When the 2004 NFL Scouting Combine opens Wednesday in Indianapolis, news of 40-yard dash times, bench press reps and vertical leap measurements will steal many of the headlines.
But while important to an athlete's draft stock -- especially lesser-known players trying to get noticed -- those tests are just the gravy of the Combine. The real meat and potatoes are the medical examinations, which arguably have a greater effect on the draft than anything else that will come out of the week-long event.
After all, drills can be re-run and times lowered in individual workouts, while ability can be proven on game tapes, but all of those results are worthless if a physical exam shows that an athlete's body is broken or even on the verge of deterioration.
So while some potential draftees at the Combine skip portions of their workouts, almost none of them miss their physical exams. It's the reason 300-plus players and personnel from all 32 NFL teams get together in Indianapolis in the first place.
And so for the Packers' medical staff it makes for a very busy week, in which the only limitation is time.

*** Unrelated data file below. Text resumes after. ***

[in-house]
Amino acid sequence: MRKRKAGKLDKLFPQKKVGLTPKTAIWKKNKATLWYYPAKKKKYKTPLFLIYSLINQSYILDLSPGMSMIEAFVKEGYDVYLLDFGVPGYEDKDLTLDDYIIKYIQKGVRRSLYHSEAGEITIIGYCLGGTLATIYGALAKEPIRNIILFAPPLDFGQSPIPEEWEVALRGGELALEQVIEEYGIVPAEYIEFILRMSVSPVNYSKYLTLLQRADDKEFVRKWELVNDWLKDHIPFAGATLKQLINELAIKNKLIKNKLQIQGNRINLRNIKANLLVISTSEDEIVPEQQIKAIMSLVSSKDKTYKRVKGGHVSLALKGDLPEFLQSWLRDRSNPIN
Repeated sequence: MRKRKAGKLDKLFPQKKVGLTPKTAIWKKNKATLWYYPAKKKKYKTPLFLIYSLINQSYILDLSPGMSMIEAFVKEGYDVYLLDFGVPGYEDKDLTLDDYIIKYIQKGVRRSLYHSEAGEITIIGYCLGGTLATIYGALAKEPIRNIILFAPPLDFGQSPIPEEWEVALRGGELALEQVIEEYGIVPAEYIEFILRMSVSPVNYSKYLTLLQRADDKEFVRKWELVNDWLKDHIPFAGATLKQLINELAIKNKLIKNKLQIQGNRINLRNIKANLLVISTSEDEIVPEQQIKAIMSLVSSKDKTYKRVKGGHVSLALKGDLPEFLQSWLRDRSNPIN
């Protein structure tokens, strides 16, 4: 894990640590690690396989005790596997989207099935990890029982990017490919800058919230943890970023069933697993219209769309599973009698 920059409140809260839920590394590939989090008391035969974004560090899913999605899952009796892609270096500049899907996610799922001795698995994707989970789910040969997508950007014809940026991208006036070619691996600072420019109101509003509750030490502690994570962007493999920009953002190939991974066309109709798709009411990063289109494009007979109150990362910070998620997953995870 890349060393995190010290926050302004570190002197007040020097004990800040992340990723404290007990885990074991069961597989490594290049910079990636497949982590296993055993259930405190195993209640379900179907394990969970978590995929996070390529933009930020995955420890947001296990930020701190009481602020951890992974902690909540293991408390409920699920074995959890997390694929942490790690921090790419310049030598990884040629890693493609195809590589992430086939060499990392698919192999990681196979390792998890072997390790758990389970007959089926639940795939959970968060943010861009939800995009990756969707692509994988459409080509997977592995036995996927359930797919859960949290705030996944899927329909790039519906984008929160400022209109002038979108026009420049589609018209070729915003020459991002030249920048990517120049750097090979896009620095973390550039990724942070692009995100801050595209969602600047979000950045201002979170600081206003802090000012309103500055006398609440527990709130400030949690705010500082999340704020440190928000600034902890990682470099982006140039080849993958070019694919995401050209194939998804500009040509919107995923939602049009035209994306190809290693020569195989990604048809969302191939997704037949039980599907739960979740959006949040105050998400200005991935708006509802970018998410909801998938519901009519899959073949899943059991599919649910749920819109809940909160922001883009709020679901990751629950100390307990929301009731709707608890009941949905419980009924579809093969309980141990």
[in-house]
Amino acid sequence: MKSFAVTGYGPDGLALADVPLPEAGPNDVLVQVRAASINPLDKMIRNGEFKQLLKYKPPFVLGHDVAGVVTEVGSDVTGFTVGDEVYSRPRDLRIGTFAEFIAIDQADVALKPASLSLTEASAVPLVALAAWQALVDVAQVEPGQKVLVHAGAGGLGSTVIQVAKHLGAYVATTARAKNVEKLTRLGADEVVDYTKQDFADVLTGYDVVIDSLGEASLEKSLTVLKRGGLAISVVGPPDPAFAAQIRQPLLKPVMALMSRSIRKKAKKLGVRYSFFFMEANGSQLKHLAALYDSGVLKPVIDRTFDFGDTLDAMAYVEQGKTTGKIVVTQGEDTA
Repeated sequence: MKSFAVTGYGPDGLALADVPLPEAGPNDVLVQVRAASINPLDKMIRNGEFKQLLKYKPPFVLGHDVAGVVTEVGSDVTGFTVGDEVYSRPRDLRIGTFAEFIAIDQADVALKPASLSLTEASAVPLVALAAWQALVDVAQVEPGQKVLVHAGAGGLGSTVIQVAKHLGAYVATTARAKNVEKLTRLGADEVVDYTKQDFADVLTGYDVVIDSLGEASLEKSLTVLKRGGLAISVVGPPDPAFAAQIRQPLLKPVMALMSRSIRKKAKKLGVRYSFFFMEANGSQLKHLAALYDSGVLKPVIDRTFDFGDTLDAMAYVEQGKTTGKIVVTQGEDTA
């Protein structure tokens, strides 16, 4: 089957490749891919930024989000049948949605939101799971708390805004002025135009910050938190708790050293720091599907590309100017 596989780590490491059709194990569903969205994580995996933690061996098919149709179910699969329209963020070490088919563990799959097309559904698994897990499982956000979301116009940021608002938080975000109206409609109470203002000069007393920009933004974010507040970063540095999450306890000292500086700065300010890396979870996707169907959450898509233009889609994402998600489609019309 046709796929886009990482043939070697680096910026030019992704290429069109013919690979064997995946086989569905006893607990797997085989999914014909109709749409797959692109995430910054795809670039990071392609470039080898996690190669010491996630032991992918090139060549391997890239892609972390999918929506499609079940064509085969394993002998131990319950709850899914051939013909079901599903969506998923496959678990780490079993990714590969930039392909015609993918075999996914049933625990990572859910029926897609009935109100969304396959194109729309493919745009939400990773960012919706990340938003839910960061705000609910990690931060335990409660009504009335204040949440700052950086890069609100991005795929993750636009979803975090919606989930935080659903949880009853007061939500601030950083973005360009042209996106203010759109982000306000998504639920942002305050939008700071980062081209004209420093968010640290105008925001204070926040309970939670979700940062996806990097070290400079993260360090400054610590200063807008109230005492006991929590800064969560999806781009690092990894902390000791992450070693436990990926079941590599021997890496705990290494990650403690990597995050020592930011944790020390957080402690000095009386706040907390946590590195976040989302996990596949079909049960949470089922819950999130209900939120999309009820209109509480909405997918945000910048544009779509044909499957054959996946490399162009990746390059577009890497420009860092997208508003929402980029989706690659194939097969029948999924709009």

"At the Combine, cost is no object," head trainer Pepper Burruss said. "If you want a test done, it gets done. The sky is the limit. All we have to worry about is that we move quickly enough to examine more than 300 athletes in a matter of days, but carefully enough that we don't miss a thing."
For players, the medical screening unfolds over two days, beginning with an injury history interview to review information gathered by college scouting staffs. Based on that interview, X-rays or MRIs are often ordered.
Then players have their legs tested on Cybex machines, which provide a computer analysis of the strength and balance of the leg muscles.
The second day starts with a drug, alcohol and steroid screening. From there, players clad only in shorts are trotted out in front of hundreds of scouts to have their measurables recorded, including height, weight, arm length and hand span.